This is usually a small script. I usually write it in either C# or Python, depending on the company. Either way, I implement these requirements in order:

  1. Console program.
  2. Parse arguments:
    • –migrations=path: specifies the folder to find scripts in. Defaults to cwd.
    • –action=action: one of migrate-top, sync-data, migrate-bottom, or all. Defaults to migrate-top.
    • –to=version|max|prior: specifies the destination version for the current action; stored as an int. max means the highest version found in the scripts folder. prior means max-1. Defaults to max.
    • –database=connection info: Defines the database to connect to, using whatever is right for the specific technologies involved. Required.
  3. Can connect to the database.
  4. Can parse a migration script file. Errors out on any parse error, including a version mismatch between filename and contents.
  5. Can ask the DB for current version range (typically stored in a version_info table that contains lowest_supported_version, highest_supported_version, and highest-data_sync_version fields). Returns “unknown” if none are present (missing table or row).
  6. Includes built-in migration definition to move between “unknown” and version 0.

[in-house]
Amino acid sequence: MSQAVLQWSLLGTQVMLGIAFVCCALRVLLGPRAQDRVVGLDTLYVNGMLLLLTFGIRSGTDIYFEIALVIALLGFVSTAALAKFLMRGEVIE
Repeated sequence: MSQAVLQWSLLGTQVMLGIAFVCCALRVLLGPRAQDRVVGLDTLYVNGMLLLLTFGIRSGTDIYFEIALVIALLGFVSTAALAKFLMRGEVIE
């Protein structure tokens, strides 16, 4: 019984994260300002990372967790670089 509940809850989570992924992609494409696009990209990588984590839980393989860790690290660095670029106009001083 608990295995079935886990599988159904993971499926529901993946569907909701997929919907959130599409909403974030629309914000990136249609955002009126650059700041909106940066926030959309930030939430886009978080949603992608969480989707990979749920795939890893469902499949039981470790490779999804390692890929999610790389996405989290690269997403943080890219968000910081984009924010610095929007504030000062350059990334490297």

• begin creates the version_info table and inserts a single row with the value -1 for all versions.
    • undo-begin drops the version_info table.
    • All other steps do nothing.
  7. Given a current version and a target version, can determine which migrations it will need.
  8. Errors out if any required migration is not in the folder.
  9. Implements migrate-top:
    1. Iterate the migrations between the current highest_supported_version and the destination version, in order (up or down).
    2. For each, execute either the begin section (if iterating up) or the undo-begin section (if iterating down). Then set highest_supported_version to that migration’s version.
  10. Implements migrate-bottom. Same as migrate-top, except it uses lowest_supported_version, finish, and undo-finish.